Glucose-monosaccharide-

Post translational modifications-

     Phosphorylation

     Glycosylation

AGE- advanced glycation end products——reaction glucose and proteins- not the same as glycosylation.

Immunoglobulins- older get more pro inflammatory glycans-

Igg glycosylation suppress inflammation

Human glycan project

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Robert Lufkin MD 0:01
Welcome back to the health longevity secrets show with Dr. Robert Lufkin gli cans are being hailed as possibly the next great biological longevity clock. Today we speak with the leading expert on the subject. Dr. Gordon allowes is a professor of biochemistry and molecular biology at the University of Zagreb and co founder and chief Scientific Officer at glycan age. He graduated from the University of Zagreb Faculty of Science in 1992, and obtained a PhD in biochemistry at the University of Zagreb. In 1995. Health longevity secret show listeners who wish to try the glycan age longevity clock on themselves can receive a 20% discount by entering the code. RobertLufkin no space in the middle at the glycan age website, and we’ll have a link in the show notes as well. Now please enjoy this interview with Dr. Gordon, louts. Hey, Gordon, welcome to the show.

Gordan Lauc PhD 1:09
How are you thank you for the invitation.

Robert Lufkin MD 1:11
I’m so excited to learn with our audience today all about glide cams from really the world expert on this subject. But before we dive into that, maybe we could just take a moment and tell us a little bit about how you came to be so interested in this fascinating area.

Gordan Lauc PhD 1:32
Well, it was actually more an accident, which happened 29 years ago, I was doing my PhD. And at that time, my topic was physical biochemistry of an enzyme and I was purifying a protein. And experiment failed on Friday afternoon. And at that point, I asked my boss, okay, I have nothing to do over the weekend, give me something to do. And he came with a brand new set to analyze glycans, which was never done before. And I did it first time, nearly 30 years ago, and I keep doing it for the last 30 years. It’s a lot of fun.

Robert Lufkin MD 2:17
Oh, that Oh, that’s great. I, I I’ve heard so many interesting things about the subject. I’m really looking forward to this deep dive of her glycans, as described as maybe a good kind of sugar in an era of low carbs. I’ve also heard your your great paper in frontiers in genetics, that you wrote a few years back on glide, Cannes, the third revolution in evolution. So perhaps, we could start off by just telling our listeners about what the first two revolutions were and then how glycans are the third revolution.

Gordan Lauc PhD 3:00
So life on this planet, began as RNA world. So ribonucleic acids were the first molecules which were containing information and replicating this information. And then, as evolution was happening, ribonucleic acids recruited m&s, it’s to make proteins. Because for nucleic acids, there are only four building blocks, they’re relatively similar, very hard to many different to make many different structures. For proteins, we have 20 amino acids. So there’s a lot more information which can be stored there. And the number of structures which can be made, is very different. But then, when the life became multicellular, we became more and more complex. And when we look only in genes, and every protein is encoded by a gene, so for every protein, we have a gene which we inherit from our parents, bacteria, which is the simplest organism would have around 5000 genes. And even when I was studying, we were taught that humans have at least 100,000 genes, because we are so much more complicated than bacteria. And but when we sequence our genome, we learned that we have approximately 20,000 genes. So humans are only four times more complicated than bacteria. And we have trillions of cells, these cells have to differentiate they have to talk together. And actually what enabled creation of multicellular life was invention of protein glycosylation. So glycans are made in a process called glycosylation. They are not based on a genetic template, so you don’t make a glycan based on a template in your genes. But it’s in a complex network interaction of hundreds of genes and this structure Make our total set of different molecules, several orders of magnitude larger. So we have approximately 20,000 genes, maybe around 100,000 proteins, but we have 10s, or hundreds of millions of different glycoproteins. So this is why we call it the third revolution in evolution. The first was RNA, the second were proteins. And the third are the glycans.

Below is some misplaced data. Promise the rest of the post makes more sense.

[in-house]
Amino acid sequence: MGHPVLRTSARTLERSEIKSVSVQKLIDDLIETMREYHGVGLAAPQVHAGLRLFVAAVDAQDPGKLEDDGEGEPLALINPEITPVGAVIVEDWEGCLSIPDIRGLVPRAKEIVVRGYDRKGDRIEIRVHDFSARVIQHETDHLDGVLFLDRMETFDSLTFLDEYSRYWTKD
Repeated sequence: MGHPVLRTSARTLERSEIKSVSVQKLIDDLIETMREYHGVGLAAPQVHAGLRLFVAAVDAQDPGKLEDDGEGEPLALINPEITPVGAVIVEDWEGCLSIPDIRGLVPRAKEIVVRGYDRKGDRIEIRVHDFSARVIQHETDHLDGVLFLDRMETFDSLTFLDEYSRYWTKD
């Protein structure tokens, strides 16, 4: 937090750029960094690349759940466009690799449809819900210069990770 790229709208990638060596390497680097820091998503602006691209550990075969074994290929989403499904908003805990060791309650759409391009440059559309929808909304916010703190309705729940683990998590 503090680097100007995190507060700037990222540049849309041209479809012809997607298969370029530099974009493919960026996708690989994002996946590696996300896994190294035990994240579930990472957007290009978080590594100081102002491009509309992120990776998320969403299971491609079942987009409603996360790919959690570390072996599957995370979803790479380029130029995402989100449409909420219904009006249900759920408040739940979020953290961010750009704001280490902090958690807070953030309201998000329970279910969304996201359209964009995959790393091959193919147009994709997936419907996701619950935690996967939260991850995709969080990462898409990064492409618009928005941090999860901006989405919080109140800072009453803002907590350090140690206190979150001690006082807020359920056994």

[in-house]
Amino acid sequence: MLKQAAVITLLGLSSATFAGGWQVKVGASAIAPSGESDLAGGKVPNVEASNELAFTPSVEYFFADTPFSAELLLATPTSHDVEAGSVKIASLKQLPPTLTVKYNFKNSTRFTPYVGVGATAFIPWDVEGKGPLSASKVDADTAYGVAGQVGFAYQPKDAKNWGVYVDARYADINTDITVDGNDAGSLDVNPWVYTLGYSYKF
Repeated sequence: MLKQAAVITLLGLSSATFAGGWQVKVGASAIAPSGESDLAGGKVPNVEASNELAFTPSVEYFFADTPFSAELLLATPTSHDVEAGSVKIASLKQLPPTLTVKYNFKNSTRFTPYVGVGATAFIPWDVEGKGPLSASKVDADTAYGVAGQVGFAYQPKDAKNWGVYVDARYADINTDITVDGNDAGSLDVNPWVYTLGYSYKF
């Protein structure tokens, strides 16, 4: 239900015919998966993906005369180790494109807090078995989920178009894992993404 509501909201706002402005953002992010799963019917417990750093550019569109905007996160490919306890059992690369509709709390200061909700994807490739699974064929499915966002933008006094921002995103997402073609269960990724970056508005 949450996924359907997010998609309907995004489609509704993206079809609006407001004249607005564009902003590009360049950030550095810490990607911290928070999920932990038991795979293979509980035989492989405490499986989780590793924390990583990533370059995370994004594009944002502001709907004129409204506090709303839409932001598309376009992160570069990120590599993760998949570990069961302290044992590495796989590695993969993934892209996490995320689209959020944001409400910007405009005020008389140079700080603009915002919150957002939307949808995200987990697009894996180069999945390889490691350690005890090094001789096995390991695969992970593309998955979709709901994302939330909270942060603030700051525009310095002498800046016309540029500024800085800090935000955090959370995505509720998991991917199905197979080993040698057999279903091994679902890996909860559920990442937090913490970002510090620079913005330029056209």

Robert Lufkin MD 5:29
Wow, that so let’s see if I can summarize that. So the DNA, as we learned about has four base pairs, and it’s a linear arrangement of information. The each each DNA, each gene sequence, specifies one protein in some cases, not all, more or less. And the proteins are encoded by 20 different amino acids, also in a linear fashion. And now, the next revolution is a layer of information on top of the proteins that is the glycosylation. And I understand what you’re saying that that is not linear, that in other words, it it’s exponentially more complex. And that’s that is the the beauty and the power of glycosylation as it is containing information.